1. I can’t believe how very very mature this advice is. Thanks very much for these very useful and thoughtful insights.

  2. The Gift of Forgiveness is a true gift to people everywhere. It felt like it was written just for me, but with universal truths for everyone. Bravo!

  3. My family has 12 cats and 3 people who smoke. I get sinus and upper respiratory infections when I visit, have to use 2 inhalers, antihistamines, and codeine cough medicine. I normally miss a week of work afterword. My sister’s two daughters have 3 out of wedlock children and live in my mom’s house free. It’s too exhausting for the baby’s daddy to care for them, so my 78 year old mom does. They are consuming my inheritance, my mom’s time and the family house.

    I have a husky dog. The happiest day in my life was when I found a dog park where we run and play with and our friends. I don’t get to do so much because I work long hours. During the holidays I bring him home with me so I can play with him, and we sleep in the famliy living/dining room on the couch. Normally my families’ dog sleeps there. My dog plays nicely with the children. During dinner my dog quietly sits on the floor next to me. He doesn’t beg, but I do feed him tidbits because it gives me joy. My family complains about this, and also makes negative comments about my clothing (unfashionable jeans and sweaters.)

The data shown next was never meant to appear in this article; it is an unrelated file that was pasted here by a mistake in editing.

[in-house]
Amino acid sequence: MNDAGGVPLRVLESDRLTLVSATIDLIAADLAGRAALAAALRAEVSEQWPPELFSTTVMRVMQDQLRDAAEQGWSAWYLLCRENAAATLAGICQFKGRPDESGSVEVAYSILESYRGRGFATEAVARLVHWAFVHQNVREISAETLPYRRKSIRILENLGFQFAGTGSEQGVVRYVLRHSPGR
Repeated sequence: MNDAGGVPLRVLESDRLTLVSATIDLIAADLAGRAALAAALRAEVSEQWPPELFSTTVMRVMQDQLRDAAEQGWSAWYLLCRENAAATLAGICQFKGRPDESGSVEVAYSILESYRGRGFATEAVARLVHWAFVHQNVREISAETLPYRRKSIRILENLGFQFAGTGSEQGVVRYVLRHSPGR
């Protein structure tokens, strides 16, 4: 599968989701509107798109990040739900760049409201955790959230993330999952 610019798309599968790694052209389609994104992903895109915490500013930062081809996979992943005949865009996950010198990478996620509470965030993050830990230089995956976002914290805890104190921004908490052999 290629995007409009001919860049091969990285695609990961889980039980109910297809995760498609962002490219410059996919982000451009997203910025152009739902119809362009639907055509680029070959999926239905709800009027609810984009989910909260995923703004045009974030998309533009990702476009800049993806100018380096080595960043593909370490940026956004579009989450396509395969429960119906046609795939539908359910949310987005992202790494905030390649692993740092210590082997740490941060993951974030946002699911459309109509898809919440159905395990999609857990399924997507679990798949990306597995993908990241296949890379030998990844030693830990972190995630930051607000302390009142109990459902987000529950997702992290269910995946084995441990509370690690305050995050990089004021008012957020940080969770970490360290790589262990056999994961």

Of course I could leave the dog home, out of the dining room, but other than visiting my mom, I would prefer to stay home with him and have no family or holidays. Am I being unreasonable in expecting my family to accept the dog near the dinner table?

  4. I have had the privelage of taking the crucial conversations class. It was great to go over the concept of forgiveness again. My husband had history of bad feelings with two brothers over 20+ years. I was able to help facilitate his journey of forgiveness. He did the work and what he found was that once he made the decision ot forgive, it came mush easier than anticipated. Now he takes motorcycle trips with bothof his brothers and has a great time.

  5. I think that the eldest sister may well have seen that with five squabbling siblings, SOMEONE needs to actually make a decision. Mom can’t wait until everyone agrees. I’m just suggesting another story for the siblings who feel that the eldest sister is being “controlling.” (Which sounds like a story that someone is telling about her!) It is also possible that Big Sis is the one with the durable power of medical attorney, unlike the others, and the decisions are, in fact, hers to make. And while we are at it, I don’t see Mom involved in any of the decisions that need to be made. It is her body, her life, and her death.

    The hospital or hospice organization probably offers someone to mediate this mess, which hopefully means letting Mom make her own decisions without having to mediate an exhausting fight among her children.